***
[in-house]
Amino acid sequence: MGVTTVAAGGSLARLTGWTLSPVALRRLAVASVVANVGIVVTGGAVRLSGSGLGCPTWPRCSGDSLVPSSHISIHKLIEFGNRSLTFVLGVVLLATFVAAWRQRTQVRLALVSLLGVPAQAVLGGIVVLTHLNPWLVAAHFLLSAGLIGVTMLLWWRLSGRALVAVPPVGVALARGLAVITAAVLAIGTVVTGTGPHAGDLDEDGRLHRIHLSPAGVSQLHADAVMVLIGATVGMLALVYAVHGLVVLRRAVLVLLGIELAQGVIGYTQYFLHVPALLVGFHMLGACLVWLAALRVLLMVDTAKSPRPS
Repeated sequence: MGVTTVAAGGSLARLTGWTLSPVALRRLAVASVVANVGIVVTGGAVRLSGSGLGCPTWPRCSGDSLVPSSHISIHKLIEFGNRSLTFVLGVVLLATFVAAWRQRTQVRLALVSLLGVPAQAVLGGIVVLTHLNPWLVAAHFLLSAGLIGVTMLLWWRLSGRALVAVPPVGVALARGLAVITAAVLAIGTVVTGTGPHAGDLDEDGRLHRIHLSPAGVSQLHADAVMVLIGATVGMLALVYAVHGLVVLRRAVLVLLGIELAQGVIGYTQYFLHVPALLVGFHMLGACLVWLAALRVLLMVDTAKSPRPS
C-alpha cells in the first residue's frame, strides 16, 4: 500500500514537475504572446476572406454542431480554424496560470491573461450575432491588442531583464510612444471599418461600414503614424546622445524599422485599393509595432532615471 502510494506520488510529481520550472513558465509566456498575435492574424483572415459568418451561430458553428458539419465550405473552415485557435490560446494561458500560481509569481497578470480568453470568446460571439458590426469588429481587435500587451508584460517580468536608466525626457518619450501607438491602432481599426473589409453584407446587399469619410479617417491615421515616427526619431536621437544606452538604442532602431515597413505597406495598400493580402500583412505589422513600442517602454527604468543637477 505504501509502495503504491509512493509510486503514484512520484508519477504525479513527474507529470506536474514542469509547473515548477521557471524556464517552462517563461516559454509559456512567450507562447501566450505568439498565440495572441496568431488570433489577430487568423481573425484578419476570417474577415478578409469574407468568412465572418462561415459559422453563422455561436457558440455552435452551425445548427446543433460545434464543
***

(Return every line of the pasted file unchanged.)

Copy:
[in-house]
Amino acid sequence: MGVTTVAAGGSLARLTGWTLSPVALRRLAVASVVANVGIVVTGGAVRLSGSGLGCPTWPRCSGDSLVPSSHISIHKLIEFGNRSLTFVLGVVLLATFVAAWRQRTQVRLALVSLLGVPAQAVLGGIVVLTHLNPWLVAAHFLLSAGLIGVTMLLWWRLSGRALVAVPPVGVALARGLAVITAAVLAIGTVVTGTGPHAGDLDEDGRLHRIHLSPAGVSQLHADAVMVLIGATVGMLALVYAVHGLVVLRRAVLVLLGIELAQGVIGYTQYFLHVPALLVGFHMLGACLVWLAALRVLLMVDTAKSPRPS
Repeated sequence: MGVTTVAAGGSLARLTGWTLSPVALRRLAVASVVANVGIVVTGGAVRLSGSGLGCPTWPRCSGDSLVPSSHISIHKLIEFGNRSLTFVLGVVLLATFVAAWRQRTQVRLALVSLLGVPAQAVLGGIVVLTHLNPWLVAAHFLLSAGLIGVTMLLWWRLSGRALVAVPPVGVALARGLAVITAAVLAIGTVVTGTGPHAGDLDEDGRLHRIHLSPAGVSQLHADAVMVLIGATVGMLALVYAVHGLVVLRRAVLVLLGIELAQGVIGYTQYFLHVPALLVGFHMLGACLVWLAALRVLLMVDTAKSPRPS
C-alpha cells in the first residue's frame, strides 16, 4: 500500500514537475504572446476572406454542431480554424496560470491573461450575432491588442531583464510612444471599418461600414503614424546622445524599422485599393509595432532615471 502510494506520488510529481520550472513558465509566456498575435492574424483572415459568418451561430458553428458539419465550405473552415485557435490560446494561458500560481509569481497578470480568453470568446460571439458590426469588429481587435500587451508584460517580468536608466525626457518619450501607438491602432481599426473589409453584407446587399469619410479617417491615421515616427526619431536621437544606452538604442532602431515597413505597406495598400493580402500583412505589422513600442517602454527604468543637477 505504501509502495503504491509512493509510486503514484512520484508519477504525479513527474507529470506536474514542469509547473515548477521557471524556464517552462517563461516559454509559456512567450507562447501566450505568439498565440495572441496568431488570433489577430487568423481573425484578419476570417474577415478578409469574407468568412465572418462561415459559422453563422455561436457558440455552435452551425445548427446543433460545434464543